KATHMANDU: Nepal’s parliament was set Sunday to vote for a new prime minister tasked with unifying the impoverished country after the adoption of a new constitution triggered street protests and a border blockade.
The parliament will choose between current premier Sushil Koirala and KP Sharma Oli of the Communist Party of Nepal (Unified Marxist Leninist) for the top post.
Koirala stepped down as required by the new constitution, which was adopted on September 20, and says a new government has to take over within weeks.
“So far it looks like Oli has the majority backing in the parliament, but it is hard to predict in politics,” said Ameet Dhakal, editor in chief of online news portal Sepopati.
The winner needs to secure a simple majority of 299 votes in the 598-member parliament.
The constitution is aimed at bolstering the Himalayan country’s transformation to a peaceful democracy after decades of political instability and a civil war.
But the charter, the first to be drawn up by elected representatives, triggered a blockade along the border by protesters, cutting off fuel supplies from India and sparking a nationwide shortage. Protesters from Nepal’s southern plains are incensed about the charter, which will divide the country into several federal provinces.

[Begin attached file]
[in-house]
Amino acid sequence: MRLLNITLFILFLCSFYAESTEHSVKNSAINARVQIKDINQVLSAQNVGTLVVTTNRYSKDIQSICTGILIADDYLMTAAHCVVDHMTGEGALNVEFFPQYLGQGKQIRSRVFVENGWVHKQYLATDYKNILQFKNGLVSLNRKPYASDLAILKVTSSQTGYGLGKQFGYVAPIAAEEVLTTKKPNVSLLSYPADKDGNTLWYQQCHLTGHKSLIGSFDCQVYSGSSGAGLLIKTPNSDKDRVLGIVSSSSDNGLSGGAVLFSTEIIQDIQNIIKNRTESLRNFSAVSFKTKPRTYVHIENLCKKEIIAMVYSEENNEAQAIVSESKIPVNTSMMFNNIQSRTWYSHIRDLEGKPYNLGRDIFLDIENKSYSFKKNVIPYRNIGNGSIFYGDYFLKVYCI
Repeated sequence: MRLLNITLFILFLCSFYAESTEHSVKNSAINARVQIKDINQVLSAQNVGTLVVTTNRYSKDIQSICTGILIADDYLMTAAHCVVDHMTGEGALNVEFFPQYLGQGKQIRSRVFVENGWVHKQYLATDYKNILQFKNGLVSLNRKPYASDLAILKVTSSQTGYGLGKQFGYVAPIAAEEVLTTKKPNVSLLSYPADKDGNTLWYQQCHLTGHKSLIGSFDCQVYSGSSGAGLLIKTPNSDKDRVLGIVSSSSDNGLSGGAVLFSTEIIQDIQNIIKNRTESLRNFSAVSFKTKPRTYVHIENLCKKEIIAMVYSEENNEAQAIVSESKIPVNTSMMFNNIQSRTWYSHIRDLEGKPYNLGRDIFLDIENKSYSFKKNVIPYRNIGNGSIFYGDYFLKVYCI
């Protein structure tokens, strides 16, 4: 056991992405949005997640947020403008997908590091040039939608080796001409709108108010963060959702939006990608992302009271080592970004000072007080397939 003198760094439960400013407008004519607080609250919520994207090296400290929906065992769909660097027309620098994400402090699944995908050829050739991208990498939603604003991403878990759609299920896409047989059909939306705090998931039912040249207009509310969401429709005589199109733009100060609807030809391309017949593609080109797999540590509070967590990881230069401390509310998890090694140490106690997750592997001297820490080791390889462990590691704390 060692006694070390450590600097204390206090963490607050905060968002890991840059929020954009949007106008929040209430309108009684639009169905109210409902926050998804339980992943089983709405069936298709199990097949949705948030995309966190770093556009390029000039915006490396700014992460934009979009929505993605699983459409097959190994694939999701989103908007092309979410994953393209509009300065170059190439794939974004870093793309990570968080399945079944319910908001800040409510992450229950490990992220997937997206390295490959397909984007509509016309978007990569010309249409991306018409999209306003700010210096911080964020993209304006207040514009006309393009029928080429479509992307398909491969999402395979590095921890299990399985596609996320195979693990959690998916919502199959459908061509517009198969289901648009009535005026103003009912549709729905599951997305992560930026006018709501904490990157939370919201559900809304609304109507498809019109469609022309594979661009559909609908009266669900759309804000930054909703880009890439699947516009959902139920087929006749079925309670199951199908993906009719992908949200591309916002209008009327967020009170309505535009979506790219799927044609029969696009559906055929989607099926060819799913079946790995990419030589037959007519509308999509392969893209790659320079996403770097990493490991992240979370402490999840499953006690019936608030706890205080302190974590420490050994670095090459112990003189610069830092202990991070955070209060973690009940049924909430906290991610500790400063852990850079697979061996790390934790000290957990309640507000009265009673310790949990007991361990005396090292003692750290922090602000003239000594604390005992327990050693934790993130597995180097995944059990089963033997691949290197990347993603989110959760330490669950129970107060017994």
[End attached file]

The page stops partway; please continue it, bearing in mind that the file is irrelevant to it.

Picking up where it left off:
More than 40 people have been killed in clashes between police and protesters representing ethnic minorities who say the charter’s new federal structure will leave them under-represented in the parliament.
The main political parties were spurred into agreeing on the charter, after years of bickering, following the earthquake in April that killed nearly 8,900 people.
The constitution is the final stage in a peace process that began when Maoist fighters laid down their arms in 2006 after a decade-long insurgency aimed at abolishing an autocratic monarchy and creating a more equal society.
“There are enormous challenges for the new prime minister. The public will also have high expectations. He will have to resolve the crisis the country is facing,” Dhakal told AFP.